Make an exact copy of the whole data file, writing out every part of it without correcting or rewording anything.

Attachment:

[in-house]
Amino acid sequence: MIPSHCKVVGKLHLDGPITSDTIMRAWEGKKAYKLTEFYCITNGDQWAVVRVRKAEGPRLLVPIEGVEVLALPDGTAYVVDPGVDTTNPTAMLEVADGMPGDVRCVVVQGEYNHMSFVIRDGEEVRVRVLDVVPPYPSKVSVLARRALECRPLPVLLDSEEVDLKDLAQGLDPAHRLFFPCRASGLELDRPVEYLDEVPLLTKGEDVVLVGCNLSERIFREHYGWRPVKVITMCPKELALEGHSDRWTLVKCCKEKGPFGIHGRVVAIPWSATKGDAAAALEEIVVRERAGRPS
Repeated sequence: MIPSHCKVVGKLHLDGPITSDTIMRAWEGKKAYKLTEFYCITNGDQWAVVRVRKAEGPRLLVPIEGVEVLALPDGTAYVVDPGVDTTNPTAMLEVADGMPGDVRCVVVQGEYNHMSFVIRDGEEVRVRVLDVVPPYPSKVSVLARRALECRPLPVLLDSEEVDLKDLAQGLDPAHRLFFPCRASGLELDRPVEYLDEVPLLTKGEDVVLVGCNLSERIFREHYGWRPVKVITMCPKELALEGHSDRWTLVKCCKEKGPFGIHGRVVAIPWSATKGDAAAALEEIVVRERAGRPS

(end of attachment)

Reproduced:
[in-house]
Amino acid sequence: MIPSHCKVVGKLHLDGPITSDTIMRAWEGKKAYKLTEFYCITNGDQWAVVRVRKAEGPRLLVPIEGVEVLALPDGTAYVVDPGVDTTNPTAMLEVADGMPGDVRCVVVQGEYNHMSFVIRDGEEVRVRVLDVVPPYPSKVSVLARRALECRPLPVLLDSEEVDLKDLAQGLDPAHRLFFPCRASGLELDRPVEYLDEVPLLTKGEDVVLVGCNLSERIFREHYGWRPVKVITMCPKELALEGHSDRWTLVKCCKEKGPFGIHGRVVAIPWSATKGDAAAALEEIVVRERAGRPS
Repeated sequence: MIPSHCKVVGKLHLDGPITSDTIMRAWEGKKAYKLTEFYCITNGDQWAVVRVRKAEGPRLLVPIEGVEVLALPDGTAYVVDPGVDTTNPTAMLEVADGMPGDVRCVVVQGEYNHMSFVIRDGEEVRVRVLDVVPPYPSKVSVLARRALECRPLPVLLDSEEVDLKDLAQGLDPAHRLFFPCRASGLELDRPVEYLDEVPLLTKGEDVVLVGCNLSERIFREHYGWRPVKVITMCPKELALEGHSDRWTLVKCCKEKGPFGIHGRVVAIPWSATKGDAAAALEEIVVRERAGRPS